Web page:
Kurt Vonnegut Jr. – Slaughterhouse Five
Vincent Price – Witches, Ghosts and Goblins
Harris took home the trophy.
A worker shows off an American flag cake at a bakery on Wall Street in New York. (Photo by Mario Tama/Getty Images)
A Gibson guitar is on display at the Tommy Hilfiger store in Berlin. (Photo by Kurt Vinion/Getty Images)
Uncle Sam stands over an American flag cake at the U.S. Embassy dining hall in Baghdad, Iraq. (Photo by John Moore/Getty Images)
Not too long ago…
Jennifer Pransky, a Fox Sports producer put together the following video using a 1974 recording to lead into the final half-hour before the Super Bowl game.
In Pransky’s film an African-American woman, Amitiyah Hyman, meets former Army special forces officer Nate Boyer. Kirstie Ennis, a former Marine who lost a leg in a helicopter accident, is also in the video. There are battlefield scenes and war memorials for World War I, World War II, Korea and Vietnam.
Sixty thousand American flags are placed in the ground as part of a Flag Day Memorial in Fairless Hills, Pa. (Photo by William Thomas Cain/Getty Images)
Jacob Hammon, left, and Hayden Gantt, salute the American Flag as it is raised up the flag pole in Veterans Park in Buffalo Grove Illinois, June 14, 2016. Both scouts are members of Troop 79, Boy Scouts of America. U.S. Army photo by Sgt. Aaron Berogan
That’s it for this week.
Have a great weekend.
All of our selections have been about the flag or made a flag reference. We close with another and this one is a protest song. That’s right. This was a protest against protesters of the Vietnam War, recorded by Merle Haggard in 1969.
When I was in prison, I knew what it was like to have freedom taken away. Freedom is everything.
During Vietnam, there were all kinds of protests. Here were these [servicemen] going over there and dying for a cause — we don’t even know what it was really all about — and here are these young kids, that were free, b—hing about it. There’s something wrong with that and with [disparaging] those poor guys. We were in a wonderful time in America, and music was in a wonderful place. America was at its peak, and what the hell did these kids have to complain about?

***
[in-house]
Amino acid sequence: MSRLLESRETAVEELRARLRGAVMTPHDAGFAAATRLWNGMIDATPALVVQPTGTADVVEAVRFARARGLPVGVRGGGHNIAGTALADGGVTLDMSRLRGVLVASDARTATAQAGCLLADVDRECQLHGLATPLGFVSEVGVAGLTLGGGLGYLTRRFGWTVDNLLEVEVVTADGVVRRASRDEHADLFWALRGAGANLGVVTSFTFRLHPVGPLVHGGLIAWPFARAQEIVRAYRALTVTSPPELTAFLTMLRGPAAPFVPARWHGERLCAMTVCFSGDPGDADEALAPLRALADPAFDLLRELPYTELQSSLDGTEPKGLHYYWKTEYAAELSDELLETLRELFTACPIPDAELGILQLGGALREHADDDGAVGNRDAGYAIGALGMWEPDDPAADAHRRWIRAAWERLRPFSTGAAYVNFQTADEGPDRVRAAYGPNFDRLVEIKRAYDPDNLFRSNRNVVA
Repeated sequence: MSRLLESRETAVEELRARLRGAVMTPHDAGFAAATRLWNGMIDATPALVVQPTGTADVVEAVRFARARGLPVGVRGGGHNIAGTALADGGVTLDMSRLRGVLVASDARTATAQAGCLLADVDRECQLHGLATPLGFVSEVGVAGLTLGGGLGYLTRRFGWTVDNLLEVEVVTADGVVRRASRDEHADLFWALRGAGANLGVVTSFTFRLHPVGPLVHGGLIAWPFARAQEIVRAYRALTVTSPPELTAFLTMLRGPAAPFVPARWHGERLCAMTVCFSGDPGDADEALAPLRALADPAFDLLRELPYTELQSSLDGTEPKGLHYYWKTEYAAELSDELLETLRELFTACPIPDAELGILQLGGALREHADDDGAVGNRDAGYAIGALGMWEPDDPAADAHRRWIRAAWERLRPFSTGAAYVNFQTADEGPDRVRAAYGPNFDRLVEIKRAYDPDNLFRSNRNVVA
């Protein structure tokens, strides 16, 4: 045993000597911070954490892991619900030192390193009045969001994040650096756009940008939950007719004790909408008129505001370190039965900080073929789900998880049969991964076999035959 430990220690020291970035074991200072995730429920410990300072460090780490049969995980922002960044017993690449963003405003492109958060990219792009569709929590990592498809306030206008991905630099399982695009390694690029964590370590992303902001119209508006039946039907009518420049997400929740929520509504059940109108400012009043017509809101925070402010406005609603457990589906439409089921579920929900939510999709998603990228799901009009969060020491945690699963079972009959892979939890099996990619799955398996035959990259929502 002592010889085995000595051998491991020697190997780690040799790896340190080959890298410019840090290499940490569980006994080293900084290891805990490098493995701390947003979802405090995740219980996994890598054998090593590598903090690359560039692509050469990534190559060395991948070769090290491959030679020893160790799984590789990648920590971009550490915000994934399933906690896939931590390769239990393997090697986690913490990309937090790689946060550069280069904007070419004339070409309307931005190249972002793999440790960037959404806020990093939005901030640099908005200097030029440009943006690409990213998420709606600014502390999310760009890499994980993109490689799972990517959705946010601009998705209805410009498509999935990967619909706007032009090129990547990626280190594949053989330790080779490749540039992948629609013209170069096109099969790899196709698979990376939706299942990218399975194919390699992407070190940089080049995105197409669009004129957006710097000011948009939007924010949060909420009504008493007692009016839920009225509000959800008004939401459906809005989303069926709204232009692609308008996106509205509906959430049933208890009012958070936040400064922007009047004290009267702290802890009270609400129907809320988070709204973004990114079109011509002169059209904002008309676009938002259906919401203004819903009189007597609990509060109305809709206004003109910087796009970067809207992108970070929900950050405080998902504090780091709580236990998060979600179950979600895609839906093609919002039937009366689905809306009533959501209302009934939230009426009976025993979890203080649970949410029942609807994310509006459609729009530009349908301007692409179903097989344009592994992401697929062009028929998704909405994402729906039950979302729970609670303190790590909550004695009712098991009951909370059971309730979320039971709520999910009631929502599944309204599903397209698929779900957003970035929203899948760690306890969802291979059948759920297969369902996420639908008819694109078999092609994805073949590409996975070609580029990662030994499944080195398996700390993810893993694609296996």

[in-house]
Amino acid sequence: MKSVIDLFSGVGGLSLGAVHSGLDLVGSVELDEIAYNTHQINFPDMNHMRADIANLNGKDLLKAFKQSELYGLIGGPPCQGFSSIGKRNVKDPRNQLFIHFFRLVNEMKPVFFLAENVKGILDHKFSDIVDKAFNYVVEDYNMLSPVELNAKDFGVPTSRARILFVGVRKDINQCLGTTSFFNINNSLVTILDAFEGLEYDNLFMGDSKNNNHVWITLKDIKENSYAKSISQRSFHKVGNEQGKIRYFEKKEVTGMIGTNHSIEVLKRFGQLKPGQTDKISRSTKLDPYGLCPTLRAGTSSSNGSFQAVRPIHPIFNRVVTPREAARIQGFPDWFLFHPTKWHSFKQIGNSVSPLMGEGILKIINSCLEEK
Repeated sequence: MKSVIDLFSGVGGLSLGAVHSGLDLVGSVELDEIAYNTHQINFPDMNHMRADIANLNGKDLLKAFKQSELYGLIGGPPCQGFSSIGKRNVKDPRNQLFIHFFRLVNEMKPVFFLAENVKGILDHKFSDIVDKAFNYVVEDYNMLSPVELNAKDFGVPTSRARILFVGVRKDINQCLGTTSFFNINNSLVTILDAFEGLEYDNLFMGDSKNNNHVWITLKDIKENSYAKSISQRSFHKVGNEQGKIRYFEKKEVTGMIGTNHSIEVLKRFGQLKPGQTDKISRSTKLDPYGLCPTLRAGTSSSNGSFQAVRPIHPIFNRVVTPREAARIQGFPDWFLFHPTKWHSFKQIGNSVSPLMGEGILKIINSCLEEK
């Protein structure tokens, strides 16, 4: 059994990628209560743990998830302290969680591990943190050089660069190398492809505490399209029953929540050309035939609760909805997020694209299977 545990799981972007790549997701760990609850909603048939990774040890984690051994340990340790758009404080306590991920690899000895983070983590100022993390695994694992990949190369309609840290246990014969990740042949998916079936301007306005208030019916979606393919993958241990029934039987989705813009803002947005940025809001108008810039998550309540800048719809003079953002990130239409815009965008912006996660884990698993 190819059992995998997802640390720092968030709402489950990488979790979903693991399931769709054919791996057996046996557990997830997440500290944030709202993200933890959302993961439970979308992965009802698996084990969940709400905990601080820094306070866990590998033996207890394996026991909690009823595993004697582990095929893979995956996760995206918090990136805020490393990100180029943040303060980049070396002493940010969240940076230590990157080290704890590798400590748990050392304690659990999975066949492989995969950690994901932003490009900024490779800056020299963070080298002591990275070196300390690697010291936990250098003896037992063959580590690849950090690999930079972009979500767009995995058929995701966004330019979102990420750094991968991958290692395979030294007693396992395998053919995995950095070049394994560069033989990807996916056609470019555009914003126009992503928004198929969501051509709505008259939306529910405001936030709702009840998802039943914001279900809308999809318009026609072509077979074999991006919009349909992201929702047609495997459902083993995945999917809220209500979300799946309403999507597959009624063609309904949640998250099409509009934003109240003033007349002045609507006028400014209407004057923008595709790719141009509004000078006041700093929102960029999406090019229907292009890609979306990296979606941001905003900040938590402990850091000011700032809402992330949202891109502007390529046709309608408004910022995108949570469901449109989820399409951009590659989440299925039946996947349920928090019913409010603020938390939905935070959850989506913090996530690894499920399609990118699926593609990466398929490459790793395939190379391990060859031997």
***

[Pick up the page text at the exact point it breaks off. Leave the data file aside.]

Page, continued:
These soldiers were giving up their freedom and lives to make sure others could stay free. I wrote the song to support those soldiers.
When Haggard was on the road with his band they saw a highway sign that read, “Muskogee 19 miles.” A member of the band joked that residents of tiny Muskogee probably didn’t smoke marijuana. A hit record was written in less than a half an hour.
The following night they sang it on stage, in the Fort Bragg, North Carolina officers club.
Haggard said, “Soldiers started comin’ after me on the stage and I didn’t know what was going to happen next until they took the mike and said we’d have to do it again before they’d let us go. I had never had this strong of a reaction before.” The band played the song four more times.
On November 15, 1969, the song went to number one on the country chart and stayed there for four weeks.
Here’s Haggard onstage with Asleep at the Wheel and a special guest.
Leather boots are still in style for manly footwear;
Beads and Roman sandals won’t be seen
Raquel Welch in 1970’s Myra Breckinridge
Jessica Simpson on the cover of GQ in 2005